Europe’s first NFT advisory service to open in East London

On 23 March, Europe’s first NFT advisory service and physical gallery – Quantus Gallery – will open its doors to the public. The gallery, which will display its collection for sale on Samsung TV screens, aims to guide collectors through the tricky process of identifying good investments in the NFT art world.

The founds of this pioneering new gallery are Josh Sandhu, a graphic designer who began investing in NFTs in December 2019; James Ryan, founder of the contemporary art gallery Grove Square Galleries; and Ryan Marsh, a former City Wealth Manager. Sandhu has been investing in crypto since 2012 and, due to his early purchase of NFTs back in 2019, was able to sell his collection in 2021 which had increased in value so considerably he managed to purchase his first home. Sandhu, speaking to City AM, said, “I was lucky enough to get in early […] You have to be in the scene. If you’re not, you lose out on a lot of opportunities.”

Another one of the founders, James Ryan, has also been successful in the last few years. He opened Grove Square Galleries just one month before the UK went into lockdown in February 2020. Ryan took advantage of the pandemic, hiring many talented art world employees who had lost their job: “There were a lot of people being made redundant, let go from competitive places, even auction houses.” Ryan focused his attention on building up an online gallery and attracted customers worldwide. His efforts were rewarded, and in 2021 the company netted $10 million in revenue. He has also focused on raising money for charities, such as Food for Life Global, and supporting artists struggling to find gallery representation.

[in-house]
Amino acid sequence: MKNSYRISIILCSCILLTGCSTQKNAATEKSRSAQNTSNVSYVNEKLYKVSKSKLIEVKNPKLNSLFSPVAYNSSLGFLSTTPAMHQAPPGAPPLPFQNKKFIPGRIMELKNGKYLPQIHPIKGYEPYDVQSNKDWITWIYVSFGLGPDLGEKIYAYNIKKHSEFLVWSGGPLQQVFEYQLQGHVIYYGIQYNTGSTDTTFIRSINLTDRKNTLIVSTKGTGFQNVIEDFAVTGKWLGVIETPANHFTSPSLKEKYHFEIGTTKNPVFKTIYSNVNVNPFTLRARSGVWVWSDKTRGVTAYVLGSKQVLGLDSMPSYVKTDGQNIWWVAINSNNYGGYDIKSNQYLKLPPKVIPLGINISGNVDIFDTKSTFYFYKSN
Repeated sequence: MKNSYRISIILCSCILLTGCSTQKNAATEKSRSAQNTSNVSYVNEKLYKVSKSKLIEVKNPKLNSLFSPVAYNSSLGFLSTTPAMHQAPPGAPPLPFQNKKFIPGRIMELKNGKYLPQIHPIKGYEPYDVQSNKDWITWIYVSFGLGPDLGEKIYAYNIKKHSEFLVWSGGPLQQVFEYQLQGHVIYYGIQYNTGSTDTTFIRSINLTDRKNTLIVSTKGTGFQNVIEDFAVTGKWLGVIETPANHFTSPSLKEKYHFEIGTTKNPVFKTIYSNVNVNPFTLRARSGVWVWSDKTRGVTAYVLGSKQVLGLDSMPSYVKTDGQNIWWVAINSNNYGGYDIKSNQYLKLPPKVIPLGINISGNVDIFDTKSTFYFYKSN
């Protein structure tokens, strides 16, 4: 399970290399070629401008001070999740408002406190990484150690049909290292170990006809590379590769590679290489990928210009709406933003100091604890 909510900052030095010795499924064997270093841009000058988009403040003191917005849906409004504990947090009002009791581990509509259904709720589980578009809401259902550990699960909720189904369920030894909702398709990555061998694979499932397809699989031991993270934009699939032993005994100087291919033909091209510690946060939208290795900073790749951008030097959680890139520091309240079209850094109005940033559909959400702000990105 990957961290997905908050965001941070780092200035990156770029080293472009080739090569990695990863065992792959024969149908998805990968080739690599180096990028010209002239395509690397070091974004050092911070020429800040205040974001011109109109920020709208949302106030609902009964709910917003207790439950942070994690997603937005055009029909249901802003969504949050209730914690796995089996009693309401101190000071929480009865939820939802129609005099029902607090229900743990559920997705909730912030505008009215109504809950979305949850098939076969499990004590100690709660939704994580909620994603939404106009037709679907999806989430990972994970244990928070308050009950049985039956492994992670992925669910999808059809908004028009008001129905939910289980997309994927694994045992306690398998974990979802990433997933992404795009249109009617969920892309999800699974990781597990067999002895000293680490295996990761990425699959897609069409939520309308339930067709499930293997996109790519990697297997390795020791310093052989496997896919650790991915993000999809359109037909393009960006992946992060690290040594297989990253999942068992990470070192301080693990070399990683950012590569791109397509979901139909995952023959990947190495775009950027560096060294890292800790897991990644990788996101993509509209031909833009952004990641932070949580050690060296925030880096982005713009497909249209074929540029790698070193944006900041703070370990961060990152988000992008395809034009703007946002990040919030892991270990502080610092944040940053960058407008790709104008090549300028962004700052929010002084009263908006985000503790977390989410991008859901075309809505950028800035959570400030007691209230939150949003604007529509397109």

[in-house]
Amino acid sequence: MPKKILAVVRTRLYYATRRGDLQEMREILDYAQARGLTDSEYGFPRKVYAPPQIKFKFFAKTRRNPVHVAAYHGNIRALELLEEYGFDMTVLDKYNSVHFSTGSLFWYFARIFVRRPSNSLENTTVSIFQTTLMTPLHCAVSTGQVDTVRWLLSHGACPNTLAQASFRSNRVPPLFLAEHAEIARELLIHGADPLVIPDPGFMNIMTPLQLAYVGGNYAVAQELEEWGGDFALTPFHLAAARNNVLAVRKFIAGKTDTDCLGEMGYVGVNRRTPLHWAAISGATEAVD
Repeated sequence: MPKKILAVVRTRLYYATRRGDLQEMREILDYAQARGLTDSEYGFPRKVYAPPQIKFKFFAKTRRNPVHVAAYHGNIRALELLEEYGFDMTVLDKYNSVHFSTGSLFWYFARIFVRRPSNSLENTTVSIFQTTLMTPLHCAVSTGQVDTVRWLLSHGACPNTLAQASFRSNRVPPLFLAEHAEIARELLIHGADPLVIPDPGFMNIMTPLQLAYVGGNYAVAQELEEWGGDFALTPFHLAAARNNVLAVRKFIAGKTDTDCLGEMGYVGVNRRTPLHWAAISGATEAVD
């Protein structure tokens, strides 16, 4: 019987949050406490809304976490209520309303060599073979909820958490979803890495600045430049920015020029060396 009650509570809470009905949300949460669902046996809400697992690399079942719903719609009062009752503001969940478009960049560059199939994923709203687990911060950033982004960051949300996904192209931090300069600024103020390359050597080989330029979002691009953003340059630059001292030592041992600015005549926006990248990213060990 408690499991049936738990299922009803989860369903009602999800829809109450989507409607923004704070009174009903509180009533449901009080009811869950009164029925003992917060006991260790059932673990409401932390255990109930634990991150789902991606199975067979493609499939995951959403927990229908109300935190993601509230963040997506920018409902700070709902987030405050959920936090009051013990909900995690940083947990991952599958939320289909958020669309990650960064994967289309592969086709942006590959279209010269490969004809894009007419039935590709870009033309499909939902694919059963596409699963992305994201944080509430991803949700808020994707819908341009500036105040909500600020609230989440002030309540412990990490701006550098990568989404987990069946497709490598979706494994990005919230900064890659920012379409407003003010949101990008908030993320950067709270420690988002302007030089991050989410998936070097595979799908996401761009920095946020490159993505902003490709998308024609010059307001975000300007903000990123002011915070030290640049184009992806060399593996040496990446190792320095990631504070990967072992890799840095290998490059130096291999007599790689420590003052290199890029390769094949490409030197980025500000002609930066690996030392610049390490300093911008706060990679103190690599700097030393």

The third of the founders, Ryan Marsh, has a background in investment. Marsh explained more about the aims of Quantus: “The right art, if guided correctly, can be a great investment, but there are also many pitfalls if investors don’t have the correct guidance and expertise in the art world. We have built a team at Quantus Gallery to educate  those who are looking to tap into the digital art and digital currency markets – and to illustrate that you don’t need to have large amounts of capital to commence art investment and see fantastic returns.”

Of course this would seem the right moment to open such a gallery: by the beginning of this year, the NFT market had exploded, and was a $40 billion industry, nearly rivalling the traditional art market, which saw $50 billion of sales in 2020. But even Sandhu admits there are issues with the online marketplace. “It’s still kind of the Wild West,” Sandhu claims, continuing that, “The majority of projects out there are not going to do well”. There are also myriad legal issues surrounding NFTs, which means those involved in the industry must be careful with their investments. Perhaps NFT advisories such as Quantus Gallery will fill an important gap in the digital art world industry, and may help make the marketplace a safer space for investors.

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